Recently, I was at a conference where an eloquent presenter was giving a talk about human trafficking. It’s a pretty big problem in Colorado, thanks to the I-25 corridor, lower levels of screening at Denver International Airport, and an enormous agricultural industry; in 2011, even though it only ranks 22nd of the states for total population, it ranked 3rd for lack of legislation vs. number of reported cases. Trafficking is one of those crimes that’s difficult to break down beyond ICE’s definitions of labour (sexual or otherwise) obtained through force, fraud, or coercion. It can include a variety of labours, from farm work to selling magazines door-to-door. But I think the form of trafficking most of us are familiar with is the trafficking of women and children for sexual exploitation. And that’s where things get hairy.
There are dozens of ways that people become involved in sex work. Some are kidnapped or sold, yes, but others are trying to make ends meet, are repaying a debt, are curious, or simply enjoy doing it. Yes, you read that right- some people begin doing sex work because they enjoy having sex (or stripping, or dancing, or escorting, or acting) for money or other compensation. Part of the problem with how we address human trafficking, prostitution, and porn is that culturally- and I know this isn’t strictly an American phenomenon- we fail to grasp this basic concept: not all sex workers are created equally. We automatically assume that a) sex work is degrading, so b) no one would choose to do it if they had any other options, and therefore c) sex workers are being exploited whether they realize it or not.
At the conference, when an audience member asked the speaker about this set of assumptions, the speaker told the crowd that she didn’t truly believe that anyone could- or would- choose sex work because the average age that someone enters the field is twelve. The crowd nodded and smiled. I left the room before I lost my temper entirely. This tendency to conflate trafficked sex workers and sex workers in the field by choice has enormous and devastating consequences for all of us. Let me illustrate a few.
First, when we automatically assume that a person doing sex work is exploited, we eliminate that person’s autonomy and choice. The message we send is that that person can’t make decisions for themselves about what they like and want to do, and therefore needs to be rescued from the degrading mess they’ve been exploited into. When a sex worker does assert that, in fact, sex work is what they’ve chosen without coercion or threat, we then enter phase two (judgement: how can someone WANT to be degraded?) and ties are severed. So not only have we attempted to oppress another person’s free will and choice, but we have also lost a potential ally. Who else might be able to engage- safely!- with victims of sex trafficking or other forms of sexual exploitation? Dismissing the sex worker who chooses sex work dismisses a whole world of opportunities to support the people who are being victimized and exploited.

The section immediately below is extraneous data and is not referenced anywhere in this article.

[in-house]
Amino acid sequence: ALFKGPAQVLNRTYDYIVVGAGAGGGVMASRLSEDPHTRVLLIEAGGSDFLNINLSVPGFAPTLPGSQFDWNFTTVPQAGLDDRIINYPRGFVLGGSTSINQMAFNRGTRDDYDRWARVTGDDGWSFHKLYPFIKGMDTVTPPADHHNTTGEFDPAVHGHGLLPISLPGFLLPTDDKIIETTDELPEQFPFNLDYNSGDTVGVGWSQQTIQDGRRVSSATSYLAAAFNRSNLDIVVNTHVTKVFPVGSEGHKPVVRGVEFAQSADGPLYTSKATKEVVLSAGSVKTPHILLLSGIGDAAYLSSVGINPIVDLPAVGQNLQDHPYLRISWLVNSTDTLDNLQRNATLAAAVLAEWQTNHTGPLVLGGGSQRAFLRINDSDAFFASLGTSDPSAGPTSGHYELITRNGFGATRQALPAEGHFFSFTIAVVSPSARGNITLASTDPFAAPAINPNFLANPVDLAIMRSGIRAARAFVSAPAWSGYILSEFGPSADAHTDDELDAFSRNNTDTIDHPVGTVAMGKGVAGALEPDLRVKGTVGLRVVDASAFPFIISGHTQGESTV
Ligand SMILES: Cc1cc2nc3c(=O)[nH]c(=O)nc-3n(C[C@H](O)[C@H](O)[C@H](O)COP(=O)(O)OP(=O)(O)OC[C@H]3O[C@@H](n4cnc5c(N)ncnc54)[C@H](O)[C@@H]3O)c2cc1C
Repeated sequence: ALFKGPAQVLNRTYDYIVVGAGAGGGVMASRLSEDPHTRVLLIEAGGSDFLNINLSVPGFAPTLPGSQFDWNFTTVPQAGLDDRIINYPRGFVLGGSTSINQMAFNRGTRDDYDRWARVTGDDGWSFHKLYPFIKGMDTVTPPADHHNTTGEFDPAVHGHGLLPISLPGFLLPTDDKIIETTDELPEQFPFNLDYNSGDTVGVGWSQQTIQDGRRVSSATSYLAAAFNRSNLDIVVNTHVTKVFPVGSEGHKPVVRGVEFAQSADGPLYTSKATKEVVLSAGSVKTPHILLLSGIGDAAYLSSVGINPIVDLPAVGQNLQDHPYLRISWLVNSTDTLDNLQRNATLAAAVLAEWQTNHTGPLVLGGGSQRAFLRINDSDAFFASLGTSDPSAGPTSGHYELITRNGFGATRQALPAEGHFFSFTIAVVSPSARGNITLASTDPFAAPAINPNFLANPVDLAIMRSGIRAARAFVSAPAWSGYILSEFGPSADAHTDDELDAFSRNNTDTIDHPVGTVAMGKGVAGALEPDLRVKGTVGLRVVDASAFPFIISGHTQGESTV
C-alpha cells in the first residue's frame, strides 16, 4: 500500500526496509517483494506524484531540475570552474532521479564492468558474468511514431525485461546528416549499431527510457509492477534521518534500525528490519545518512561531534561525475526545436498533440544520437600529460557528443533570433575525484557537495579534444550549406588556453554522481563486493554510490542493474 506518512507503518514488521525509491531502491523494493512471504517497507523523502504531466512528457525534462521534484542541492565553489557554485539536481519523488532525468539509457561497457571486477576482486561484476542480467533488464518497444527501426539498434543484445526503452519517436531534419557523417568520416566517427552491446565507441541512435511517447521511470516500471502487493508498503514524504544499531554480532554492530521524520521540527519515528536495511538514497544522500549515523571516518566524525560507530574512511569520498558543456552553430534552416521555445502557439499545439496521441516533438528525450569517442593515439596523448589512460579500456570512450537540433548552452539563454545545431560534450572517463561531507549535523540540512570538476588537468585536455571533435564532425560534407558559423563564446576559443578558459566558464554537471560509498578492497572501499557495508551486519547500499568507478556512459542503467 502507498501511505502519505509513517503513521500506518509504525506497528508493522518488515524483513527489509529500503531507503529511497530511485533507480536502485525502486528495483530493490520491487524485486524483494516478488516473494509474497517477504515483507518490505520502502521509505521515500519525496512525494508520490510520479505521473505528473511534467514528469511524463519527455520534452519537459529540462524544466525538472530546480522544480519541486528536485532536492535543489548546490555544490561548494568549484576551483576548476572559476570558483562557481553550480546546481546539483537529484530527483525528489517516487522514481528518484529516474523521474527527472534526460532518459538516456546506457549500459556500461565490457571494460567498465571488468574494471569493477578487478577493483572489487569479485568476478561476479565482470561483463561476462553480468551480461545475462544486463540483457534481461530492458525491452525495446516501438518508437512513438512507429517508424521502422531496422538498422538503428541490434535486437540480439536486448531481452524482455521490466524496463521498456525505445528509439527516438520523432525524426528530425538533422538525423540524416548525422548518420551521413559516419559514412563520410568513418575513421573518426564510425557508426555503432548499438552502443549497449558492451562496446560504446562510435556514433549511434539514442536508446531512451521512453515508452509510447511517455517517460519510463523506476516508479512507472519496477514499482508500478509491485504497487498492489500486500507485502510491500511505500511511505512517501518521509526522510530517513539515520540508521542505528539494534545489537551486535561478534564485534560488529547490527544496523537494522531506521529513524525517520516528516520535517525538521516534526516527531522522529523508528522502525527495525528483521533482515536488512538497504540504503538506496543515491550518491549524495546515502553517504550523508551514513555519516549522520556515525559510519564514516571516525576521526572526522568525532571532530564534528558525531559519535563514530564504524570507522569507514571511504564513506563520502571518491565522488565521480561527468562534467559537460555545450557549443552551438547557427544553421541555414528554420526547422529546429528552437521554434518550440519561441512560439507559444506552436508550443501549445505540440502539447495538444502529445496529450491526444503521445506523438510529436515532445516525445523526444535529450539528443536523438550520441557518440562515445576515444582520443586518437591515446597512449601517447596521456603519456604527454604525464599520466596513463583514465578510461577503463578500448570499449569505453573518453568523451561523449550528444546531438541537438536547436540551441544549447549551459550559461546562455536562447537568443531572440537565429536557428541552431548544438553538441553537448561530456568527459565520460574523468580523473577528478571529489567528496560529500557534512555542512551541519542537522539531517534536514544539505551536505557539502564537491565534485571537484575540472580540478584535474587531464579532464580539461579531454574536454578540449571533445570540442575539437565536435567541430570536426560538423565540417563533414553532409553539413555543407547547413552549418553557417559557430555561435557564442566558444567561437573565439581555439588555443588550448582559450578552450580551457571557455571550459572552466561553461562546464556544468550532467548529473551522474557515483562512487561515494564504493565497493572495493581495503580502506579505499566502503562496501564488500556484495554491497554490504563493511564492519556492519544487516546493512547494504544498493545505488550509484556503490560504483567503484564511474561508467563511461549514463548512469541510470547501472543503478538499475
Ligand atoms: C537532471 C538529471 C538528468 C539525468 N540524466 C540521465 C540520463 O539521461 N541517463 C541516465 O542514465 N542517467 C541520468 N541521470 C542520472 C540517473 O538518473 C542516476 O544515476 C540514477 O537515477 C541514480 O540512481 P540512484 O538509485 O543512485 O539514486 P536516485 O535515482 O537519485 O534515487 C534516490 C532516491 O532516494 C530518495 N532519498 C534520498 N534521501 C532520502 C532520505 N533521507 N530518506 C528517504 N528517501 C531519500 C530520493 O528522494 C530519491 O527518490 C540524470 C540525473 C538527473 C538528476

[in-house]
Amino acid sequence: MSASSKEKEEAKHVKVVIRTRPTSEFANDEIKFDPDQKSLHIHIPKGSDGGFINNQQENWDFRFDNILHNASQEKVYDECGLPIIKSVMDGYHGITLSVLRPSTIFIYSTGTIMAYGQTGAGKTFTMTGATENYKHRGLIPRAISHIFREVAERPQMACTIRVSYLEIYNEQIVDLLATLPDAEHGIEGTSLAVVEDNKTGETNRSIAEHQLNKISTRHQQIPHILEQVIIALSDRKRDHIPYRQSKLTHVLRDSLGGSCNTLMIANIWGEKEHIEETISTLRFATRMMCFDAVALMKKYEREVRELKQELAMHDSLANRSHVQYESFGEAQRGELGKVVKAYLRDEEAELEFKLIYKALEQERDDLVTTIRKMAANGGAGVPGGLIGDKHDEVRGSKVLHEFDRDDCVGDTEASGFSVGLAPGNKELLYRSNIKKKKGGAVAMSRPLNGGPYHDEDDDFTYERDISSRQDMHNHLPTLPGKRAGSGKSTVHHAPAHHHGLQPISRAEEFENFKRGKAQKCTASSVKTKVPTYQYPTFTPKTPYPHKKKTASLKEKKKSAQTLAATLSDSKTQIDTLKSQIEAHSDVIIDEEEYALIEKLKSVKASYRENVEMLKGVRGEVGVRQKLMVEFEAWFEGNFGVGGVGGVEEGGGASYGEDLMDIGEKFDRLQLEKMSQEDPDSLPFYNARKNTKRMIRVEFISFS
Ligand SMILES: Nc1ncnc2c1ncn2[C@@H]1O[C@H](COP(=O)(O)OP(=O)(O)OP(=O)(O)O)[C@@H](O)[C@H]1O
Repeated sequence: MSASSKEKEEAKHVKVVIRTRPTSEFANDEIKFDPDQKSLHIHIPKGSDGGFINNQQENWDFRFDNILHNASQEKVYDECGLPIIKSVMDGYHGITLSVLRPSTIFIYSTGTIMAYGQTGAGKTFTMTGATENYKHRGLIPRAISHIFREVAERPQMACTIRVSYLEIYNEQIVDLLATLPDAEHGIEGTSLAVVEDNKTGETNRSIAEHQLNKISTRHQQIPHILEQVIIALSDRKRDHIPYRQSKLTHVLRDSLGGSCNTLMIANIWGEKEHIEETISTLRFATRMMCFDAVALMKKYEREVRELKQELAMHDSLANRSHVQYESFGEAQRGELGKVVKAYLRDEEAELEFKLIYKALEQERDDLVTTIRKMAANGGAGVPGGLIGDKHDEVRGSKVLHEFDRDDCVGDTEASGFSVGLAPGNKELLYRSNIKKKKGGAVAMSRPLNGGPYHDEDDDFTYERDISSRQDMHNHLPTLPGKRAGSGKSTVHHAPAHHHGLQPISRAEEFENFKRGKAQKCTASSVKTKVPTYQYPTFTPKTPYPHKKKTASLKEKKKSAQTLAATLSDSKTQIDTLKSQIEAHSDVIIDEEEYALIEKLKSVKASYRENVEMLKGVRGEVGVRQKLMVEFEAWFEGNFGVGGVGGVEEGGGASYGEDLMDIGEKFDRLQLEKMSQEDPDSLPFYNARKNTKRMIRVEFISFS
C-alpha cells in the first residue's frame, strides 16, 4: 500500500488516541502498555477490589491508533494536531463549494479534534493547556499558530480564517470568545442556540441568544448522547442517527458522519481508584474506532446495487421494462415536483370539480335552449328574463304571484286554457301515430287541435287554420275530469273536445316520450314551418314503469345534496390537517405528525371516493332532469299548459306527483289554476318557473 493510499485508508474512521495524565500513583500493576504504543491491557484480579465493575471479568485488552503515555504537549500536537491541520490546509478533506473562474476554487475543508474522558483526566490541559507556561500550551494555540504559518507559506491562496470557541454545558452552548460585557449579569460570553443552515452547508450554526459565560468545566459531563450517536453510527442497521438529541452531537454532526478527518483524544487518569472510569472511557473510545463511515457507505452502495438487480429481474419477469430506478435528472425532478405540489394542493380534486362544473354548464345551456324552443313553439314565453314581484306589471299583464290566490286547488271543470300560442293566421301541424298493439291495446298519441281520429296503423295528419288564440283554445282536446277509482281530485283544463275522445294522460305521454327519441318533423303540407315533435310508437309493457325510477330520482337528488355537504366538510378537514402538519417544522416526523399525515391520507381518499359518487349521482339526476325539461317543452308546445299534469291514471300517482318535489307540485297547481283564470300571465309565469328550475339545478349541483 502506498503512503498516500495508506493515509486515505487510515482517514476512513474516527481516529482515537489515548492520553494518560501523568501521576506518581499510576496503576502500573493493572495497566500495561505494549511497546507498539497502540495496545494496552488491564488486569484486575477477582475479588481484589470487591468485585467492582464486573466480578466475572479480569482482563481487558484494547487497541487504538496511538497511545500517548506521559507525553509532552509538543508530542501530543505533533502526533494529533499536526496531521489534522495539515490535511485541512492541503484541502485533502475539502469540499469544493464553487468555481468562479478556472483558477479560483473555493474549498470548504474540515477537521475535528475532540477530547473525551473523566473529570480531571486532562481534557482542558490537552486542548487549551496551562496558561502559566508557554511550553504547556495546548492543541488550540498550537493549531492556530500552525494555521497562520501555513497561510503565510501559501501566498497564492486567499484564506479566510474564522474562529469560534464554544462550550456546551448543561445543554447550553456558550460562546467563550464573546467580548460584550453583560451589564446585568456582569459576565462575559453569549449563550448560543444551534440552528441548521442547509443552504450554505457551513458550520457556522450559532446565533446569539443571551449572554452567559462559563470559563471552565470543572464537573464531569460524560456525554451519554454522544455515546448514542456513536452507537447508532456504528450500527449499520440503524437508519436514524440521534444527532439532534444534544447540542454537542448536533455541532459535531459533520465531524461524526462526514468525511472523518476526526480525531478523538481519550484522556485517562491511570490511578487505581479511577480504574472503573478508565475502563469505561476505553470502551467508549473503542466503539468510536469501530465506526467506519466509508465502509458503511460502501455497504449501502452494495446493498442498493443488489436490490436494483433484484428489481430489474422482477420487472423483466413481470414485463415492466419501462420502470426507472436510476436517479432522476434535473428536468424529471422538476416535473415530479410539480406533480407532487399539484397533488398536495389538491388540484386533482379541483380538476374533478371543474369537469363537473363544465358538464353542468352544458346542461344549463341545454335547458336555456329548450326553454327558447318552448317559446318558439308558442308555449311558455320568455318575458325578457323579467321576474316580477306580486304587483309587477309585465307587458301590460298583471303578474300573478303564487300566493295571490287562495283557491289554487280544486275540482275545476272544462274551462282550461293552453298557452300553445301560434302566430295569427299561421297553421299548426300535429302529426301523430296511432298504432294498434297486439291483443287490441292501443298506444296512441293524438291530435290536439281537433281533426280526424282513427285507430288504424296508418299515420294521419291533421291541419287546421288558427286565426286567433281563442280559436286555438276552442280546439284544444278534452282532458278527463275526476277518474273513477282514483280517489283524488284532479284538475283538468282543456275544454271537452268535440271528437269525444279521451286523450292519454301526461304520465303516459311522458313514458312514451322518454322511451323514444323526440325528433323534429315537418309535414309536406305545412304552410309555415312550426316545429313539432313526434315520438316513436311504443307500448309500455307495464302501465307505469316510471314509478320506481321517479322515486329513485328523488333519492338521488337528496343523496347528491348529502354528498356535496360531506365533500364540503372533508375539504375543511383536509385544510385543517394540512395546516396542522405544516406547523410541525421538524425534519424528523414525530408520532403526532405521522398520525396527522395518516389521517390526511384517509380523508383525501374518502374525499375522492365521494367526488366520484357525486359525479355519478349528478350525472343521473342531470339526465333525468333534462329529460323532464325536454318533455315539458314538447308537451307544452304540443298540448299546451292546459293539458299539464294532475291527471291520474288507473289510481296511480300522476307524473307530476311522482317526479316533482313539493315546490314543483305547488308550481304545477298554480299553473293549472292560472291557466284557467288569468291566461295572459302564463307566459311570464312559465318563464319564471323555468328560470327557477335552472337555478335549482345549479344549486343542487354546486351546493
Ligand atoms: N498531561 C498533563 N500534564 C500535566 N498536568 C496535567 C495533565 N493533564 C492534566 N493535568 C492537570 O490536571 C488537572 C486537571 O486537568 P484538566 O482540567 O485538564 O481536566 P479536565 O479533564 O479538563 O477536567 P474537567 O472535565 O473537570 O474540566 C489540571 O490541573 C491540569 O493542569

Second, when we conflate voluntary sex work with forced sex work, we make laws that put everyone at risk. When I was living in Montreal, for example, it was illegal to pimp. The goal of the law was to prevent someone from controlling and exploiting sex workers, which is a wonderful objective. Its execution, however, was less than spectacular. The way pimping was defined was so vague that, as a sex worker friend of mine put it, “I could be arrested for referring a customer to one of my colleagues.” What she frequently saw was that a sex worker would set a boundary- i.e. no anal sex- and a customer would be looking to hire her for exactly that. Not being able to make a referral put her in danger, because stereotypes about sex workers give customers permission to become violent to get what they want, and kept her and her colleagues isolated from each other. Had the law been written in collaboration with sex workers, a more concrete definition of pimping could have achieved the intended goal of the law. Instead it became a tool that put sex workers- all sex workers- at risk.
Another example of dangerous laws is California’s just-passed Proposition 35, which aims to crack down on human trafficking. Again, the overall goal is entirely in line with anti-oppression human rights goals, but again, the execution of the law is terrible. Among the list of its offenses:
- Sex workers can be forced to register as sex offenders;
- Some human trafficking crimes, such as forced sexual labour for noncommercial means (i.e. not for money), no longer qualify as human trafficking;
- Anyone involved with sex work could potentially be charged with human trafficking.
Not only does this law severely punish voluntary sex workers, but it also doesn’t exactly help people who are being sexually trafficked for non-monetary exchange.
The final negative consequence that I’ll address, albeit briefly, is simply one of education. When we react to sex work without an educated understanding of its nuances, its sources, and its consequences for individuals, we fail to address it appropriately or to generate solutions that are truly effective. If we want to stop sex trafficking across the globe, we have to stop looking at sex work as inherently exploitative and problematic and start understanding the myriad ways in which power and control can be involved in it. We have to look to voluntary sex workers for information on how sex work can be done safely and how we can prevent the current culture of exploitation from continuing. Failure to understand an issue properly only results in failure to solve the problem.
In short, we need to learn to distinguish between exploitation and choice if we ever want to make a difference.